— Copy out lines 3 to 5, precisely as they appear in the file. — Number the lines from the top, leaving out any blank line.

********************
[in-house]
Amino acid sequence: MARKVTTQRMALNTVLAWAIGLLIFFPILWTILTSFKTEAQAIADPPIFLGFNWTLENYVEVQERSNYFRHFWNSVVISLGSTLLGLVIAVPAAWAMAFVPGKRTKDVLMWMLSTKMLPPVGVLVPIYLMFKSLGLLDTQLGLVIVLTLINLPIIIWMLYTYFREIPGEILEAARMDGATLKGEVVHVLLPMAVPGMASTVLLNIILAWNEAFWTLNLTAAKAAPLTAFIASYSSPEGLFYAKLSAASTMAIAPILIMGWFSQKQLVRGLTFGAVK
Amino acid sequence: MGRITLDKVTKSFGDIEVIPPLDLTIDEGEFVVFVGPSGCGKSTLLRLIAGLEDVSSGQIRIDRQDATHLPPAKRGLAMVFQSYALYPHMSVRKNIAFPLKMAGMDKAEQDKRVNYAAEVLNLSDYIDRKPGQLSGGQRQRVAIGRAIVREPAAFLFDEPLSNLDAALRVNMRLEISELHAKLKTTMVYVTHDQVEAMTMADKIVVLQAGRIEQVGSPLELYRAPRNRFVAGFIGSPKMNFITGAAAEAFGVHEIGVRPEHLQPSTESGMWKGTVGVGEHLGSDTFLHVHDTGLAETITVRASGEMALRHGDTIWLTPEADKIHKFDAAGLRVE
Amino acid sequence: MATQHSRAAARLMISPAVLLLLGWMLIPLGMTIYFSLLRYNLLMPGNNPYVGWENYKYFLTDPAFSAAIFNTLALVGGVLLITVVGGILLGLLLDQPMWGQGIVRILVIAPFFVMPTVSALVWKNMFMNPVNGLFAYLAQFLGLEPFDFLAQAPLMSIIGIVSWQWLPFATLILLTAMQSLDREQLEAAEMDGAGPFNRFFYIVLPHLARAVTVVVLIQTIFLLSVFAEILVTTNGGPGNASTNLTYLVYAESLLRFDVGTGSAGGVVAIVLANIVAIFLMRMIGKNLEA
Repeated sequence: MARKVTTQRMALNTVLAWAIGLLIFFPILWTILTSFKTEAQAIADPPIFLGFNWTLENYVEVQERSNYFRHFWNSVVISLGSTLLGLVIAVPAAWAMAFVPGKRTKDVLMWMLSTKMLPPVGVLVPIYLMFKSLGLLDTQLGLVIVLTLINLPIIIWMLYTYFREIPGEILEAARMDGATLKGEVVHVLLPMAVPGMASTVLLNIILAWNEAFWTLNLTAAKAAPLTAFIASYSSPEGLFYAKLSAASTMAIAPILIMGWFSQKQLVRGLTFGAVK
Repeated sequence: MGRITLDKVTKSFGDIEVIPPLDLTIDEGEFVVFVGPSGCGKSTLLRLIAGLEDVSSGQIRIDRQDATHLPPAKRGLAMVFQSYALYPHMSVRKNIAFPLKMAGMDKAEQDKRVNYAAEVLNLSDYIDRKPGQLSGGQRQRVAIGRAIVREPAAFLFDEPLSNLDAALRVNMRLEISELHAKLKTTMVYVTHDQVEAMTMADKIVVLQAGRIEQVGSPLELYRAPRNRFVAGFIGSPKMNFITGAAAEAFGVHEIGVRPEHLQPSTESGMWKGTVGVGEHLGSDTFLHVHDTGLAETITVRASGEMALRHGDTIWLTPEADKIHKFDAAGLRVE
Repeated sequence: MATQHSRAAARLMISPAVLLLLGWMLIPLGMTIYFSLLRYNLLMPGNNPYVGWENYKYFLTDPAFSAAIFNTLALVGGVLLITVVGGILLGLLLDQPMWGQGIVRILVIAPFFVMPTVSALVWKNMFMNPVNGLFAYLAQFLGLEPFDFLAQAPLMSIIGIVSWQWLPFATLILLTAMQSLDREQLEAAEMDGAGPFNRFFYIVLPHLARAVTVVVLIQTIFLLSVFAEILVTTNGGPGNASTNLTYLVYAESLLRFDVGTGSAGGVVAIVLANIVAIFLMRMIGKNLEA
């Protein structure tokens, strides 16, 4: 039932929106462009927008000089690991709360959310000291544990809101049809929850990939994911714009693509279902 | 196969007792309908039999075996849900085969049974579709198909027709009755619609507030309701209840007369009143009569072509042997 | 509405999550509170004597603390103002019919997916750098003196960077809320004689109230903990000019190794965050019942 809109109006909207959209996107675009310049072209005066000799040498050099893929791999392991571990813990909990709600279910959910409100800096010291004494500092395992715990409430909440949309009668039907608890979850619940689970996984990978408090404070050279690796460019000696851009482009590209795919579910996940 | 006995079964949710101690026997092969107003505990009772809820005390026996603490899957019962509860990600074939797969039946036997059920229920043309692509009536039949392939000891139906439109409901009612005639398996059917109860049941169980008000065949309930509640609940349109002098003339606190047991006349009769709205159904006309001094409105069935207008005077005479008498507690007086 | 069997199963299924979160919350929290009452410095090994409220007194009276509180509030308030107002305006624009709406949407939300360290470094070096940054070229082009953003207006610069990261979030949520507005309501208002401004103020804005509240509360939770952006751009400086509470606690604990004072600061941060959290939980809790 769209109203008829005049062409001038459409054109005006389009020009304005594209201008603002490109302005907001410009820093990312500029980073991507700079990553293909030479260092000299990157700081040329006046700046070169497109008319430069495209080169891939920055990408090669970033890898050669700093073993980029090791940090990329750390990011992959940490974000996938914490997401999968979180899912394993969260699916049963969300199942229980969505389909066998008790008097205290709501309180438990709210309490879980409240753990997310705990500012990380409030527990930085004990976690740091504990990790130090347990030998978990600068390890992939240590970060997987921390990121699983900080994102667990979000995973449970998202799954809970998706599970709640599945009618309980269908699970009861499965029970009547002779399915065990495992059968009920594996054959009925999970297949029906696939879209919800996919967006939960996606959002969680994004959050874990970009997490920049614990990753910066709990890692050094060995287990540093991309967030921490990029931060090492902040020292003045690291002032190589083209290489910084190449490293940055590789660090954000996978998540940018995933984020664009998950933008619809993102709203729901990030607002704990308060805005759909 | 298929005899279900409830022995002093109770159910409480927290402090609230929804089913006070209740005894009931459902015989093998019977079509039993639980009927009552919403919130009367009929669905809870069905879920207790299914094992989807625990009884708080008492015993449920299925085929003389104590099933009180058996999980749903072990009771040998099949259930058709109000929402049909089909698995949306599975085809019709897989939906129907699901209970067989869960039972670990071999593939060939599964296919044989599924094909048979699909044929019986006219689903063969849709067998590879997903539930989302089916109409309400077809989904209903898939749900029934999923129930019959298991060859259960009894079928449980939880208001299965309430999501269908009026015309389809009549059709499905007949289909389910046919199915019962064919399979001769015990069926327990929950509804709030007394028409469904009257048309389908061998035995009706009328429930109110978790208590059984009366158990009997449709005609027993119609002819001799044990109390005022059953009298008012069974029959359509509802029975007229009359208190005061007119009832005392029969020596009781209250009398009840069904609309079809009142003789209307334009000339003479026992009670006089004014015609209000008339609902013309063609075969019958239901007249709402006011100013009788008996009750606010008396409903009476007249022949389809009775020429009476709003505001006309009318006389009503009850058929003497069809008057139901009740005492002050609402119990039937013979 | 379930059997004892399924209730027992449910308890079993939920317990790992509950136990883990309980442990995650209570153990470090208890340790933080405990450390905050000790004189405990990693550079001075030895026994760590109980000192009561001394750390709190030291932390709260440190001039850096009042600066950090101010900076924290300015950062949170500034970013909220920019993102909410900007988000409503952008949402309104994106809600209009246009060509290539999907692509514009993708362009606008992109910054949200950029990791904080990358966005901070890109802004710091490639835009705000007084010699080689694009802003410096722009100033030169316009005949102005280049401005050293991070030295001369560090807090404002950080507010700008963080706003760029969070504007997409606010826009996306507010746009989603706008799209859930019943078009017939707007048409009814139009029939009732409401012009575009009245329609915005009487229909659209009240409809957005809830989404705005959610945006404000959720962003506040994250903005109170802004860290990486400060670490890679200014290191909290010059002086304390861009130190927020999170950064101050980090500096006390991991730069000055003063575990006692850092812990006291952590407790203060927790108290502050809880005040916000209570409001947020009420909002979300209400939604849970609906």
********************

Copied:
Amino acid sequence: MGRITLDKVTKSFGDIEVIPPLDLTIDEGEFVVFVGPSGCGKSTLLRLIAGLEDVSSGQIRIDRQDATHLPPAKRGLAMVFQSYALYPHMSVRKNIAFPLKMAGMDKAEQDKRVNYAAEVLNLSDYIDRKPGQLSGGQRQRVAIGRAIVREPAAFLFDEPLSNLDAALRVNMRLEISELHAKLKTTMVYVTHDQVEAMTMADKIVVLQAGRIEQVGSPLELYRAPRNRFVAGFIGSPKMNFITGAAAEAFGVHEIGVRPEHLQPSTESGMWKGTVGVGEHLGSDTFLHVHDTGLAETITVRASGEMALRHGDTIWLTPEADKIHKFDAAGLRVE
Amino acid sequence: MATQHSRAAARLMISPAVLLLLGWMLIPLGMTIYFSLLRYNLLMPGNNPYVGWENYKYFLTDPAFSAAIFNTLALVGGVLLITVVGGILLGLLLDQPMWGQGIVRILVIAPFFVMPTVSALVWKNMFMNPVNGLFAYLAQFLGLEPFDFLAQAPLMSIIGIVSWQWLPFATLILLTAMQSLDREQLEAAEMDGAGPFNRFFYIVLPHLARAVTVVVLIQTIFLLSVFAEILVTTNGGPGNASTNLTYLVYAESLLRFDVGTGSAGGVVAIVLANIVAIFLMRMIGKNLEA
Repeated sequence: MARKVTTQRMALNTVLAWAIGLLIFFPILWTILTSFKTEAQAIADPPIFLGFNWTLENYVEVQERSNYFRHFWNSVVISLGSTLLGLVIAVPAAWAMAFVPGKRTKDVLMWMLSTKMLPPVGVLVPIYLMFKSLGLLDTQLGLVIVLTLINLPIIIWMLYTYFREIPGEILEAARMDGATLKGEVVHVLLPMAVPGMASTVLLNIILAWNEAFWTLNLTAAKAAPLTAFIASYSSPEGLFYAKLSAASTMAIAPILIMGWFSQKQLVRGLTFGAVK